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Inhibitory synaptic plasticity generates global and detailed balance of excitation and inhibition


Tim Vogels

Institute of Neuroinformatics,

EPF Lausanne


Inhibitory synaptic plasticity generates global and detailed balance of excitation and inhibition.



The balance of excitatory and inhibitory membrane currents recorded in neurons during stimulated and spontaneously active network states has been the focus of many recent experimental and theoretical studies. The function of such balance states has been hypothesized to enable fast, stable and diverse network responses, to amplify the response to certain stimuli, or to allow the establishment of functional network architectures by means of dynamically controlling this balance in distinct groups of cells. Despite the recent interest in these phenomena, no mechanism has been brought forward that would allow the establishment of such balanced networks. Using networks of integrate and fire neurons, we show that spike timing-dependent inhibitory learning rules can succeed in establishing globally balanced networks.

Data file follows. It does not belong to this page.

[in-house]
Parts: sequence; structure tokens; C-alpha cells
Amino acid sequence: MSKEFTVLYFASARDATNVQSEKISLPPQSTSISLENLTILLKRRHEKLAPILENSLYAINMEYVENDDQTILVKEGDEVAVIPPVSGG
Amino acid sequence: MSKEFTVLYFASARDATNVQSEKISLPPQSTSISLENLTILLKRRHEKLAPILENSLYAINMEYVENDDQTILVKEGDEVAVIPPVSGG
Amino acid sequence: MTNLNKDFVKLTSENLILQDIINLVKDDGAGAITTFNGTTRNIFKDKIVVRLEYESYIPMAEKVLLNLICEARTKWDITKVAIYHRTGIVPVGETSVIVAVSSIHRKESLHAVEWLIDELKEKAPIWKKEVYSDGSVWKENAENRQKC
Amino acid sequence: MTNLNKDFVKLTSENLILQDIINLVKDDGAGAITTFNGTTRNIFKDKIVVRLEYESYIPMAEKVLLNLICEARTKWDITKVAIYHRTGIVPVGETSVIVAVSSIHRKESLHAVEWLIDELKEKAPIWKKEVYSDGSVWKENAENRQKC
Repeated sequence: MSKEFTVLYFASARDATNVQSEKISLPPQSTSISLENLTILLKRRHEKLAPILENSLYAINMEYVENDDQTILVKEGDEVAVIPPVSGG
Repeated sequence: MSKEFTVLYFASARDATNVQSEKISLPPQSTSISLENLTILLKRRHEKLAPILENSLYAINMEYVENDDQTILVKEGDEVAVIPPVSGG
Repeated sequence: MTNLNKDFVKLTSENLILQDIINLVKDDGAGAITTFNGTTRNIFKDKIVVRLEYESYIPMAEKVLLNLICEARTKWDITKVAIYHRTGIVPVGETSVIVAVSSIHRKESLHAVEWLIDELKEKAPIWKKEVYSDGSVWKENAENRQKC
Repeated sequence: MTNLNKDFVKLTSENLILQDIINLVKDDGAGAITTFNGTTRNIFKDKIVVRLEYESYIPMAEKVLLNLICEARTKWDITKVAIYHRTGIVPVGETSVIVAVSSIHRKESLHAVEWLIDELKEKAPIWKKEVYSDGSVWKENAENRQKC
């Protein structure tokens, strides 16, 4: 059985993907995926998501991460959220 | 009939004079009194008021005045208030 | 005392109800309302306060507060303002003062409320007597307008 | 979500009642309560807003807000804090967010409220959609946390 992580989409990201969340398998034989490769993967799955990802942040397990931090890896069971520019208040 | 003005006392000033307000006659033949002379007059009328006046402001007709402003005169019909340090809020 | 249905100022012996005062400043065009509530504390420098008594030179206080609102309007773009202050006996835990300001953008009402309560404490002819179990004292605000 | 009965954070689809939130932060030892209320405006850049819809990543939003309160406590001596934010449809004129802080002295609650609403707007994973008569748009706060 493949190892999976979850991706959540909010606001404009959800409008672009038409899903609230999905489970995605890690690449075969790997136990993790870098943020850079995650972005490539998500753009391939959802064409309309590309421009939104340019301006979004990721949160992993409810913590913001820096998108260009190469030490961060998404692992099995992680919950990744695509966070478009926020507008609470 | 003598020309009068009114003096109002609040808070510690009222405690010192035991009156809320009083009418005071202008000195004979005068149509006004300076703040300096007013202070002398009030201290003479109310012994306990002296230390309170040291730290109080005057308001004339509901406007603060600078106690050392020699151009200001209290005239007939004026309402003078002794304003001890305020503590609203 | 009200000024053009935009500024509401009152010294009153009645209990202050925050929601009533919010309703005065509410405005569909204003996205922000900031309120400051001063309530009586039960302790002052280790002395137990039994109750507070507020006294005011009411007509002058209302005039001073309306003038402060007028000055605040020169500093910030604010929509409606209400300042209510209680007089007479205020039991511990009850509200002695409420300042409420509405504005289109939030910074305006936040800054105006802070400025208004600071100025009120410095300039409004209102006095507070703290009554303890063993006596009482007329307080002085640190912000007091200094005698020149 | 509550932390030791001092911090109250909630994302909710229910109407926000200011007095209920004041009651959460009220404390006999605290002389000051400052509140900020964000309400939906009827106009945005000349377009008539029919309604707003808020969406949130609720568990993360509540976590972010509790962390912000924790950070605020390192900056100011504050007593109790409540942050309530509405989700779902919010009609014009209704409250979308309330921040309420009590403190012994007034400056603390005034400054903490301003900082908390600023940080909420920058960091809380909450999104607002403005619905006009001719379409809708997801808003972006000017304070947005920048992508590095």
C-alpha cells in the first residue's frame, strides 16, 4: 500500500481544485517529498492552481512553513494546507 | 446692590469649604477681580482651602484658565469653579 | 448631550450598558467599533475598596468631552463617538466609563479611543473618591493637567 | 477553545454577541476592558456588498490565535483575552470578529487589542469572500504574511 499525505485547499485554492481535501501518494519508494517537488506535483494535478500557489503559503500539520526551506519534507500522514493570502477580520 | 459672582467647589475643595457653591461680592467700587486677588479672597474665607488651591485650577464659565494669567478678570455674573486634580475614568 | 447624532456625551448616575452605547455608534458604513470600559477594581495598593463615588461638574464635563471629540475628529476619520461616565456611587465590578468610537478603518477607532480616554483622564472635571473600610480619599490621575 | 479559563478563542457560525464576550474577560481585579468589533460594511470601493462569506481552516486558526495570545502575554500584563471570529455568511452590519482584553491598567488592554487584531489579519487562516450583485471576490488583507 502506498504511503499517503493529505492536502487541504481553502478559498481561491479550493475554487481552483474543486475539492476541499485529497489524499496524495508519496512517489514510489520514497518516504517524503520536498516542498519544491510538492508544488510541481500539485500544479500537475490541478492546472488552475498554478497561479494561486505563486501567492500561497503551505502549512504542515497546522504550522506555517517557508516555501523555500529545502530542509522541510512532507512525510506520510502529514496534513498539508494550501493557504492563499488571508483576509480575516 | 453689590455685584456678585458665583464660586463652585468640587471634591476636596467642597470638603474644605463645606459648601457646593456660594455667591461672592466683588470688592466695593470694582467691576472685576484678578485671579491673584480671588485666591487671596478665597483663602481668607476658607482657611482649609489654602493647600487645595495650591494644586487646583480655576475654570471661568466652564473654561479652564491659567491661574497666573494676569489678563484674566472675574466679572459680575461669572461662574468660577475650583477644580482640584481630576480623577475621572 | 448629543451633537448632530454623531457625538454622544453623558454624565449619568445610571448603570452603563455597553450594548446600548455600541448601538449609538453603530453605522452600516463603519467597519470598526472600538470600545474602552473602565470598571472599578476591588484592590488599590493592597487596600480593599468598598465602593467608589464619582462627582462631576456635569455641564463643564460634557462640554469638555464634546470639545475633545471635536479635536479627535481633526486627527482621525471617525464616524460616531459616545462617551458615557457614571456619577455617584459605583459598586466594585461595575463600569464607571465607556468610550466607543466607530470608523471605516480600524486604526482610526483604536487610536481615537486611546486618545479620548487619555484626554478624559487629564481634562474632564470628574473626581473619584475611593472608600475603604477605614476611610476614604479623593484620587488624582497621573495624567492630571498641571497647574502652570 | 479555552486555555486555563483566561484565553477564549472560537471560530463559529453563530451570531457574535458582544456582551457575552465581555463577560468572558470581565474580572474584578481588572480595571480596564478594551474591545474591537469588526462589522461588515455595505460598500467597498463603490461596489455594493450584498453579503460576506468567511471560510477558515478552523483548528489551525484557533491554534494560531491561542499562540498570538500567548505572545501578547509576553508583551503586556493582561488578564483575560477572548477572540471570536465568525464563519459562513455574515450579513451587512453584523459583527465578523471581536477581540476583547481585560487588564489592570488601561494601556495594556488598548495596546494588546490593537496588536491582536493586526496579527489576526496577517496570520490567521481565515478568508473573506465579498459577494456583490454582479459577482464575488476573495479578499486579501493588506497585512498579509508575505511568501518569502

Additionally, we show that in a feedforward architecture, the same learning rules establish a detailed balance in each cell. As a result, cells with stimulus-tuned excitatory input adjust their inhibitory synapses until inhibition and excitation have similar stimulus tuning.

This effect is largely independent of the absolute number of synapses, the input correlation structure and the firing rate statistics of the input signals. We conclude that inhibitory plasticity can establish stable network configurations, in which perturbations (memories) in the excitatory tuning are quickly and automatically balanced out by inhibitory plasticity. Given that the balance of excitatory and inhibitory activity in the brain has recently emerged as a powerful mechanism to govern neuronal dynamics, our results could be most helpful in understanding how such balanced systems could establish and maintain themselves naturally and without intelligent control mechanisms.